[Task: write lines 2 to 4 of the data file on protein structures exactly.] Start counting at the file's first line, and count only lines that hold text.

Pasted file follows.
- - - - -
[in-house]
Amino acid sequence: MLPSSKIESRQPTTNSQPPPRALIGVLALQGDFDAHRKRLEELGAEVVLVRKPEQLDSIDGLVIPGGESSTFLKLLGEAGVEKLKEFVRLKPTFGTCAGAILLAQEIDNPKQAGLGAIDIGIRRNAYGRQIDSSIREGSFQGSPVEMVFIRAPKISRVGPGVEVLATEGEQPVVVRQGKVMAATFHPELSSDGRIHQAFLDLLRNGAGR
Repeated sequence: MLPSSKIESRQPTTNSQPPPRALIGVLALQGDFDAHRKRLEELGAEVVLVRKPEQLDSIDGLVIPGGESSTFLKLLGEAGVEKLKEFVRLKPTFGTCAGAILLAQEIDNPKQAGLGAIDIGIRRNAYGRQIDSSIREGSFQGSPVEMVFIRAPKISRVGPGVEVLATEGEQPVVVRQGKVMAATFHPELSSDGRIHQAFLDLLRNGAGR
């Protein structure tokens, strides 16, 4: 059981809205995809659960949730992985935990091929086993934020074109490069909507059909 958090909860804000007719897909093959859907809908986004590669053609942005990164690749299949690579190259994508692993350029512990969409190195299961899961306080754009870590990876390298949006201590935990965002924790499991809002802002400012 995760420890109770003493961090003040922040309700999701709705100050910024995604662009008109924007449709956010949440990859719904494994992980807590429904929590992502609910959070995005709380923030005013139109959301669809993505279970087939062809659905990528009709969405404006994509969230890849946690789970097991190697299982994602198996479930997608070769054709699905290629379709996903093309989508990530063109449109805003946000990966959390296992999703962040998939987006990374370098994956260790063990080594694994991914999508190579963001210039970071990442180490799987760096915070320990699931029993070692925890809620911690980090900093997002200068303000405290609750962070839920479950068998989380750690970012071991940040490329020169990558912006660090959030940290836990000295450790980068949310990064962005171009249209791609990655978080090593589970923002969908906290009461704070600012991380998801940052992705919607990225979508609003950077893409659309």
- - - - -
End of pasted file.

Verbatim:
Amino acid sequence: MLPSSKIESRQPTTNSQPPPRALIGVLALQGDFDAHRKRLEELGAEVVLVRKPEQLDSIDGLVIPGGESSTFLKLLGEAGVEKLKEFVRLKPTFGTCAGAILLAQEIDNPKQAGLGAIDIGIRRNAYGRQIDSSIREGSFQGSPVEMVFIRAPKISRVGPGVEVLATEGEQPVVVRQGKVMAATFHPELSSDGRIHQAFLDLLRNGAGR
Repeated sequence: MLPSSKIESRQPTTNSQPPPRALIGVLALQGDFDAHRKRLEELGAEVVLVRKPEQLDSIDGLVIPGGESSTFLKLLGEAGVEKLKEFVRLKPTFGTCAGAILLAQEIDNPKQAGLGAIDIGIRRNAYGRQIDSSIREGSFQGSPVEMVFIRAPKISRVGPGVEVLATEGEQPVVVRQGKVMAATFHPELSSDGRIHQAFLDLLRNGAGR
């Protein structure tokens, strides 16, 4: 059981809205995809659960949730992985935990091929086993934020074109490069909507059909 958090909860804000007719897909093959859907809908986004590669053609942005990164690749299949690579190259994508692993350029512990969409190195299961899961306080754009870590990876390298949006201590935990965002924790499991809002802002400012 995760420890109770003493961090003040922040309700999701709705100050910024995604662009008109924007449709956010949440990859719904494994992980807590429904929590992502609910959070995005709380923030005013139109959301669809993505279970087939062809659905990528009709969405404006994509969230890849946690789970097991190697299982994602198996479930997608070769054709699905290629379709996903093309989508990530063109449109805003946000990966959390296992999703962040998939987006990374370098994956260790063990080594694994991914999508190579963001210039970071990442180490799987760096915070320990699931029993070692925890809620911690980090900093997002200068303000405290609750962070839920479950068998989380750690970012071991940040490329020169990558912006660090959030940290836990000295450790980068949310990064962005171009249209791609990655978080090593589970923002969908906290009461704070600012991380998801940052992705919607990225979508609003950077893409659309």